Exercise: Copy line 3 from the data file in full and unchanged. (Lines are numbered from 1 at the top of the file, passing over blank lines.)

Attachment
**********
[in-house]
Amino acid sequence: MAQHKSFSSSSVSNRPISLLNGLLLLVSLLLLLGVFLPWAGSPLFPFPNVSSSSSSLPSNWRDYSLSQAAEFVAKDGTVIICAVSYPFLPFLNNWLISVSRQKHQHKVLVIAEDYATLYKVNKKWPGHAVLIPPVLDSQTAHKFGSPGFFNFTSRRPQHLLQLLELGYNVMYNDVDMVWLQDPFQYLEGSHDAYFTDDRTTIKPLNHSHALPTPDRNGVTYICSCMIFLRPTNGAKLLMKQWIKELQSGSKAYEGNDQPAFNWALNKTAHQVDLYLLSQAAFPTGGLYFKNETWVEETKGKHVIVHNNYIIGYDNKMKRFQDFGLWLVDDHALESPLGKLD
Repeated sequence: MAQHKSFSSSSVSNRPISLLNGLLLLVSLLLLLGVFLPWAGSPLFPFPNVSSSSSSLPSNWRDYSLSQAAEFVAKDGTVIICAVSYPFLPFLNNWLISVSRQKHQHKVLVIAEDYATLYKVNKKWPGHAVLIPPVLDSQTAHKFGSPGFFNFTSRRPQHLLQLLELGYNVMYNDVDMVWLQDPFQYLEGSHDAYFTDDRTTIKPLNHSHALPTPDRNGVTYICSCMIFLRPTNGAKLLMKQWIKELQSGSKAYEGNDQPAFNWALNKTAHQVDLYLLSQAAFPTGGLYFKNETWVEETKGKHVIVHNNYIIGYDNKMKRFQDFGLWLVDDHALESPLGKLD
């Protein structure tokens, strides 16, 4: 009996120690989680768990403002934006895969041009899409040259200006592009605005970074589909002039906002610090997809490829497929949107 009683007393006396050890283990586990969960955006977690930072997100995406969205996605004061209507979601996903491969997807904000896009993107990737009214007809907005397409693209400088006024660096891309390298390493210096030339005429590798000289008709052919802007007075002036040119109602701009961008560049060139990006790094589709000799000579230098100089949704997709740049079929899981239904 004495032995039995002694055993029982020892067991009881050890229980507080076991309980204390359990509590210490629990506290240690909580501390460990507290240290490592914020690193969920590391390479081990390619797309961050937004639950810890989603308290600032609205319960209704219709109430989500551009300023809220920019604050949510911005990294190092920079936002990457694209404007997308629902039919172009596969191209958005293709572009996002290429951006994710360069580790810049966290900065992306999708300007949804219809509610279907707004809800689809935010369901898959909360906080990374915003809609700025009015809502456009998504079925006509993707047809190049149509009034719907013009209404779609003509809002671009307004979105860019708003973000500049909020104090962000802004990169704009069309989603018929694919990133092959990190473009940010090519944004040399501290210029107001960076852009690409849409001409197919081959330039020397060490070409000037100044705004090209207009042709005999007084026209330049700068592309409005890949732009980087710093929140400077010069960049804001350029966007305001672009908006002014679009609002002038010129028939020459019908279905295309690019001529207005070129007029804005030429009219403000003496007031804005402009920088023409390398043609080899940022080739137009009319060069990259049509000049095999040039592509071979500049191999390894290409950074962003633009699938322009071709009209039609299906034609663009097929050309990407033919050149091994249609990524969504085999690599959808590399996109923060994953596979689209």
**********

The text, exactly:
Repeated sequence: MAQHKSFSSSSVSNRPISLLNGLLLLVSLLLLLGVFLPWAGSPLFPFPNVSSSSSSLPSNWRDYSLSQAAEFVAKDGTVIICAVSYPFLPFLNNWLISVSRQKHQHKVLVIAEDYATLYKVNKKWPGHAVLIPPVLDSQTAHKFGSPGFFNFTSRRPQHLLQLLELGYNVMYNDVDMVWLQDPFQYLEGSHDAYFTDDRTTIKPLNHSHALPTPDRNGVTYICSCMIFLRPTNGAKLLMKQWIKELQSGSKAYEGNDQPAFNWALNKTAHQVDLYLLSQAAFPTGGLYFKNETWVEETKGKHVIVHNNYIIGYDNKMKRFQDFGLWLVDDHALESPLGKLD